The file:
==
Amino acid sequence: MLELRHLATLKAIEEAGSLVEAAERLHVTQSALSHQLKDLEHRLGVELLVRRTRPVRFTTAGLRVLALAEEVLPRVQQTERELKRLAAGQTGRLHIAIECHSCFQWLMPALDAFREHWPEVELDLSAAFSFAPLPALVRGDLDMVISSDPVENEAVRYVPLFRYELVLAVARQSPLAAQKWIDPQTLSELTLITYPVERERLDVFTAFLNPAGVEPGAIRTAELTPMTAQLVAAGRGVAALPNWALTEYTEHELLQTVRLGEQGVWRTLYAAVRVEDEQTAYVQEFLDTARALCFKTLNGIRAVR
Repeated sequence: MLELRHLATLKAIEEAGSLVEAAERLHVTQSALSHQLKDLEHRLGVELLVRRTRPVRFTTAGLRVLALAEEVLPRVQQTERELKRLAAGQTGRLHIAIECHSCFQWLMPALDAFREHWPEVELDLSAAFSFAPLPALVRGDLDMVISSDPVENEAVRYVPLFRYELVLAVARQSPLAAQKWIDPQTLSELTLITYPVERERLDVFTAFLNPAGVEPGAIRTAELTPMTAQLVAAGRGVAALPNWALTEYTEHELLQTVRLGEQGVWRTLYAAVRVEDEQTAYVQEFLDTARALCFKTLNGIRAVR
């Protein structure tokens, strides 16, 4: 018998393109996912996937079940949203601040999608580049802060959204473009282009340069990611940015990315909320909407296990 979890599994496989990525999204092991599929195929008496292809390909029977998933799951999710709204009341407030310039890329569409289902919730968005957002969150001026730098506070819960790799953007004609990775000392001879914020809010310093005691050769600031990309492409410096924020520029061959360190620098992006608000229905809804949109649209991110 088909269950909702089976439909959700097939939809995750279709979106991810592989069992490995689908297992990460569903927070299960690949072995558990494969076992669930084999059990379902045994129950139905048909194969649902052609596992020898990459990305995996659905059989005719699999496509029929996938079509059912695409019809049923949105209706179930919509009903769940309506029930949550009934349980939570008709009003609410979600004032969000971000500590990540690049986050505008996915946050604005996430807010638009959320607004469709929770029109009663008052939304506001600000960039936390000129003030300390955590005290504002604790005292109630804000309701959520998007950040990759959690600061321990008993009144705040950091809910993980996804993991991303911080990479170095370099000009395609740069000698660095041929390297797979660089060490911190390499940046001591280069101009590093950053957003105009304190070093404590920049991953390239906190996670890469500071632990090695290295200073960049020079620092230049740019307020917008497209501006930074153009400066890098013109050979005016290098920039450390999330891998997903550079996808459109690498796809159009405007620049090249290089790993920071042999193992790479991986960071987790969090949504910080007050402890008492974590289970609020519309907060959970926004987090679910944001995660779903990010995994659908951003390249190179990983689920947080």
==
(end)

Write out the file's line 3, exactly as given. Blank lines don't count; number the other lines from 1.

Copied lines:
């Protein structure tokens, strides 16, 4: 018998393109996912996937079940949203601040999608580049802060959204473009282009340069990611940015990315909320909407296990 979890599994496989990525999204092991599929195929008496292809390909029977998933799951999710709204009341407030310039890329569409289902919730968005957002969150001026730098506070819960790799953007004609990775000392001879914020809010310093005691050769600031990309492409410096924020520029061959360190620098992006608000229905809804949109649209991110 088909269950909702089976439909959700097939939809995750279709979106991810592989069992490995689908297992990460569903927070299960690949072995558990494969076992669930084999059990379902045994129950139905048909194969649902052609596992020898990459990305995996659905059989005719699999496509029929996938079509059912695409019809049923949105209706179930919509009903769940309506029930949550009934349980939570008709009003609410979600004032969000971000500590990540690049986050505008996915946050604005996430807010638009959320607004469709929770029109009663008052939304506001600000960039936390000129003030300390955590005290504002604790005292109630804000309701959520998007950040990759959690600061321990008993009144705040950091809910993980996804993991991303911080990479170095370099000009395609740069000698660095041929390297797979660089060490911190390499940046001591280069101009590093950053957003105009304190070093404590920049991953390239906190996670890469500071632990090695290295200073960049020079620092230049740019307020917008497209501006930074153009400066890098013109050979005016290098920039450390999330891998997903550079996808459109690498796809159009405007620049090249290089790993920071042999193992790479991986960071987790969090949504910080007050402890008492974590289970609020519309907060959970926004987090679910944001995660779903990010995994659908951003390249190179990983689920947080």